However, I’ve also had great luck with other models, including the T.R.U. Ball Short-N-Sweet Swept-Back Trigger, Scott Echo, and TruFire Edge. I’m eager to shoot newer models with noteworthy features, such as the Scott S2, Spot Hogg Tuff Guy, T.R.U. Ball Execution, and TruFire Exert Flex.
When testing different releases, you’ll probably notice that each is different in the way it attaches to your D-loop — some grab on fast and smooth, while others do not. For serious bowhunting, you’ll want a relatively fast hook-up, so you don’t fumble when things count.
There are three design traits that tend to impact how quickly a wrist-strap release hooks up.
The first is the degree to which the trigger is mounted — is it far back or far forward? Triggers that are far-forward can make it hard to position the hook/jaw on the D-loop for a fast grab. This is true when the release is adjusted, so the trigger rests deep between your first and second knuckles.
The second trait has to do with stem adjustments. I prefer models with rigid stems over those with nylon-web adjustments, because they make aligning the release’s hook/jaw with your D-loop easier, thus improving hook-up speed.
Lastly, releases with extra-large bodies or cases are often easier to grab between your index finger and thumb, allowing for faster positioning of the hook/jaw — especially with gloved hands. This is particularly true for models using a nylon-web adjustment strap.
Keep these design features in mind when experimenting with different models. Also, if you hunt with thin gloves, I encourage you to wear them when testing out various models, so you’ll know whether they will be a hindrance in a hunting situation.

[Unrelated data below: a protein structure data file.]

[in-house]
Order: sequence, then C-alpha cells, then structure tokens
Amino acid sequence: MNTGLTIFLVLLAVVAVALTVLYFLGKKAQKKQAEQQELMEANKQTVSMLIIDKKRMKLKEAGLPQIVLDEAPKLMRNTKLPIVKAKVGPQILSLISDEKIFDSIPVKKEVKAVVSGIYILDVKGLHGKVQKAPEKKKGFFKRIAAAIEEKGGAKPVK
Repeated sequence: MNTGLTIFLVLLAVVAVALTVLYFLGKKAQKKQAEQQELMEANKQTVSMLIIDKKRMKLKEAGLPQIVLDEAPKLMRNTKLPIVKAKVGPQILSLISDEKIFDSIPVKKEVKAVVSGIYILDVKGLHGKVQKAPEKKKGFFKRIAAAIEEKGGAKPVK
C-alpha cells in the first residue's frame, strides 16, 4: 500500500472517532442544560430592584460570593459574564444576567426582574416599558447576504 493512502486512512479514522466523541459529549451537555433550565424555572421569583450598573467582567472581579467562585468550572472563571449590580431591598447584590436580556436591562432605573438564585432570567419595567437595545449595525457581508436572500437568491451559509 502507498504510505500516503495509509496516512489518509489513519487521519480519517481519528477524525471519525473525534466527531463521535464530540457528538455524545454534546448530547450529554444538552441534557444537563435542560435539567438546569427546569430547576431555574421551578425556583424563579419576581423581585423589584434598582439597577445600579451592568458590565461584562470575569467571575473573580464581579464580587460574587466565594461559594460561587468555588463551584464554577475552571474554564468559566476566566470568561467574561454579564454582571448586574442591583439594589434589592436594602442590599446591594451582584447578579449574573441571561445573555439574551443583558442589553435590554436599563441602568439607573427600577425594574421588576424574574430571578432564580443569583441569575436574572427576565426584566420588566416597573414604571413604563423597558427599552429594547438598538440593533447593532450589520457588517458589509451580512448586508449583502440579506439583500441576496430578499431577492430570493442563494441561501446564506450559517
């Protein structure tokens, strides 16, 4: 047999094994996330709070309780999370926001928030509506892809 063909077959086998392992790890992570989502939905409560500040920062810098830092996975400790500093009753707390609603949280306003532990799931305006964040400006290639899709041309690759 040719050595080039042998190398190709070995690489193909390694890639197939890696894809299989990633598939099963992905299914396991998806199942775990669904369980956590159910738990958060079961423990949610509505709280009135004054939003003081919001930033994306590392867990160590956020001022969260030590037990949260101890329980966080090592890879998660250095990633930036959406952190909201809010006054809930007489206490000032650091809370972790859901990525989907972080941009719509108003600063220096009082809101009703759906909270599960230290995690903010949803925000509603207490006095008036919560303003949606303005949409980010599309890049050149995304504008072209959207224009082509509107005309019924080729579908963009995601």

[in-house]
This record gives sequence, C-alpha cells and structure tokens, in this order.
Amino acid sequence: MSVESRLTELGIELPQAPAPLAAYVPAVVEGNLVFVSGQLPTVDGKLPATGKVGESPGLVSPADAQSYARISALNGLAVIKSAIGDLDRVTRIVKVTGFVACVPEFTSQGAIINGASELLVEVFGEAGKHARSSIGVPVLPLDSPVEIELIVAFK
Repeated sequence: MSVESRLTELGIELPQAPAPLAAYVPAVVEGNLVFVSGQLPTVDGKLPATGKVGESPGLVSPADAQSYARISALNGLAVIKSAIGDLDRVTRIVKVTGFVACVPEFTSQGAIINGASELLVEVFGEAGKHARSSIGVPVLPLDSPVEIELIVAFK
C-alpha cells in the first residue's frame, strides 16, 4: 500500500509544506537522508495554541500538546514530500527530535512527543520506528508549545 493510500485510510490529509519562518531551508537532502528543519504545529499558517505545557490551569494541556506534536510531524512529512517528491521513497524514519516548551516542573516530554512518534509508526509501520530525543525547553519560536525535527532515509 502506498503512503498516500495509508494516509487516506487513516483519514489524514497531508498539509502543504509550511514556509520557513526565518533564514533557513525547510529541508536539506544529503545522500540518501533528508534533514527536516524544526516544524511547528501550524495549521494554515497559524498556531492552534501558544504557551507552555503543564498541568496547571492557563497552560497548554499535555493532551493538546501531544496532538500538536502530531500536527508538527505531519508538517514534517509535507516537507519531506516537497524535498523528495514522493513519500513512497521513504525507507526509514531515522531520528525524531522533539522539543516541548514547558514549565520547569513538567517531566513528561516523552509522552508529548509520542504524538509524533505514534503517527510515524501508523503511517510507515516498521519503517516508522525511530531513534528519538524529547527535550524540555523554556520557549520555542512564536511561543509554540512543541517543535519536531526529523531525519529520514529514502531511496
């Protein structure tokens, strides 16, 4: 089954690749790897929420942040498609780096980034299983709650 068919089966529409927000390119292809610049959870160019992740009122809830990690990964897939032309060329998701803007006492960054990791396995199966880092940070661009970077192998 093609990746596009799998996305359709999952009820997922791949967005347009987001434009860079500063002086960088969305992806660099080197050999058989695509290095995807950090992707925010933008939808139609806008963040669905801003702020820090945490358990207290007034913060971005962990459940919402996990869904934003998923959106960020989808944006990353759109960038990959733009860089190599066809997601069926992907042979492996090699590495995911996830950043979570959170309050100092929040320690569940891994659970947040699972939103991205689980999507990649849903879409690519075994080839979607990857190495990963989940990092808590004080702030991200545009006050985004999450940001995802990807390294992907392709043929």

In my opinion, the best way to trigger any release aid is by tightening your shoulder blades together until you feel a slight burn in the muscles located between them. This muscle contraction will cause your elbow, arm, and “hooked” finger to move straight back — effectively triggering the shot for you. This makes shooting more rock-solid, consistent, and very pressure-proof, as illustrated at the beginning of this column.
Dialing-in your draw and/or loop length, anchor position, and release-aid adjustments are critical for successfully shooting this way, so you engage the trigger just right and use consistent back-muscle movement.
One last point is this: The importance of trigger pull. Vary the trigger tension until you activate the shot in about four to six seconds. If the trigger tension is too light, the shot will break too soon, preventing good, unanticipated technique. Keep experimenting until you find the sweet spot in all these setup tunes. Once you do, you’ll experience smooth, effortless shooting, with extremely accurate results.